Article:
Wednesday, November 13, 2013

Up Close and Personal with Rising R&B Star DēP By Shelah Moody

            “Think deep; and nothing is happenstance.” This is the motto of a former gospel singer, currently hot on the R&B scene, who goes by the name of DēP. As a songwriter, background vocalist and opening act, DēP has worked with the likes of Yolanda Adams, Kim Burrell, Kirk Franklin, Dave Hollister, Kelly Price, Avant, Brian McKnight, Scarface, Dwele, Solange Knowles, Michelle Williams, Fantasia, Fred Hammond and more. He has embarked on a successful solo career with songs such as “Something More,” “Contract” and “Celebrate” A southern gentleman, with a honey dripping accent, the sultry tenor hails from Houston, Texas.
            “I’m from the ‘souf’-- with an F,” he said.
            For the past three years, DēP has lived in Los Angeles, where he’s been recording and also working as a film and television actor.   
Shelah Moody: How did you come up with the moniker, DēP?
DēP: I started out doing gospel music, and I went under my given name, Donald Page. When I went over to secular music, I started using my initials, Phonetically, I wanted it to read ‘deep,’ and no matter how I spelled it, people called me ‘DP,’ so I added the ‘e’ with the accent over it. One of the definitions of deep is an extended level of meaning and understanding of any subject matter; and I wanted it to correlate with my music as a songwriter. 
SM: Streetwise Radio is currently playing your hits, “Something More” and “Contract,” which are in fact, deep. What inspired those love songs?
DēP: First of all, I really appreciate Streetwise Radio’s support. I love the Bay Area and when I come to there, it’s off the chain!  I appreciate the love that y’all have for artists who are doing their thing. I definitely will be back out in the Bay Area soon. I’m going to keep bringing you music and entertainment. We are bringing R&B back to the forefront and I am helping that movement. “Something More” is one of my early releases. When I wrote “Something More,” I was on a plane on the way to Los Angeles for a show. I was just thinking about relationships and what we can learn, and being told, at my age, what relationships are supposed to be.  As artists, are we supposed to use themes like baby, baby I want you; and I want you back?   I just felt that, as people, we experience more in life. I wanted to have a song that talks about something more. In my relationships, I want to have more than just  a lover, as the song says, ‘I need more than a friend, more than a sister, I need all that you can give, I need more than infatuation, I need your heart and your mind, I need our souls to intertwine.’ That seems to be one of the most popular songs that I’ve done. I can’t seem to shake it.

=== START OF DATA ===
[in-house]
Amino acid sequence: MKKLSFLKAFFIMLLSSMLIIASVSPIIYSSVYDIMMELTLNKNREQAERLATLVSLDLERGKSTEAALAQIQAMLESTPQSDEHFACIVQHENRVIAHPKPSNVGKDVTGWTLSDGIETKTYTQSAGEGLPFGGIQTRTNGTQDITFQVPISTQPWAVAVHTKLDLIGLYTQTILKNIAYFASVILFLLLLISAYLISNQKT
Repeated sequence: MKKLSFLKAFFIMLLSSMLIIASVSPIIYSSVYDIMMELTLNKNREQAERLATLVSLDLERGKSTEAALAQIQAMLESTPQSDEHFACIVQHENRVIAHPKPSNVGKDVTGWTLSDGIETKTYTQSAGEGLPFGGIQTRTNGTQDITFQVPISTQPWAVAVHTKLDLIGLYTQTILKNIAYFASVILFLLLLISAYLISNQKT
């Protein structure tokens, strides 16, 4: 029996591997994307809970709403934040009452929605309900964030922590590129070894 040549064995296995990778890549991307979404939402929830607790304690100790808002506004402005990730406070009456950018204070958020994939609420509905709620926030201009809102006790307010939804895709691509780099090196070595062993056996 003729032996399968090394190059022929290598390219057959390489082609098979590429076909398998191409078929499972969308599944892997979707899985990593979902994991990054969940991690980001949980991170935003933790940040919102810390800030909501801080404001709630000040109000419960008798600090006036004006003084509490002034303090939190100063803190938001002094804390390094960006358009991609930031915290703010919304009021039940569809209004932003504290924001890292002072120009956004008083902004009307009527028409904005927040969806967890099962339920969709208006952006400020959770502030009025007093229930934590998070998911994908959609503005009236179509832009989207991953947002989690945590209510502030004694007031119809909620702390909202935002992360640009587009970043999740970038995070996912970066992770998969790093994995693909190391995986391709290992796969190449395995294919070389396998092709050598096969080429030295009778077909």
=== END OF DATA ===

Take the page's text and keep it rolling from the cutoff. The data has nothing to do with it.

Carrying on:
SM: What inspired “Contract,” another soulful ballad?
DēP:  The obvious conversation in “Contract” is that in relationships, we end up in these situations, as I call them, where we don’t know where it is; is it your boo, your marriage, your relationship, or are you just kicking it?  A lot of times, people get emotionally involved and one person is feeling something that the other isn’t, and there’s a fall out, because you didn’t really agree on what the relationship was. The song talks about recognizing what it is that we want from each other and what the relationship is supposed to be,  writing it out and signing a contract so that we can be on one accord and  move forward.
SM: What was it like working with Fantasia, another incredible artist from the “souf?”
DēP: Fantasia is a beast; she’s just raw. I actually got to open for her. It was cool, just being able to set the bar. It was a great experience.
SM: Where can we buy your music?
DēP: My music is all over. If you go to www.thinkDē and click on the ‘hear’ tab, you will find various links to my songs. The last single that I released earlier this year is called “Celebrate,” a party anthem that talks about celebrating your accomplishments and taking time to enjoy life. It’s a good club song. I’ve also been touring; I just came back from Jackson Mississippi, where they used “Celebrate” as the theme song for Greek Weekend. I am actually a member of Kappa Alpha Psi fraternity.
SM: In terms of male R&B, singers, who are your influences?
DēP: My favorite contemporary artist is Tank, who is really representing R&B right now. I also like Anthony Hamilton and Tyrese. I Iove those singers who go for broke, who go all the way. That’s something that I emulate. My favorite male vocalist of all time is Donny Hathaway.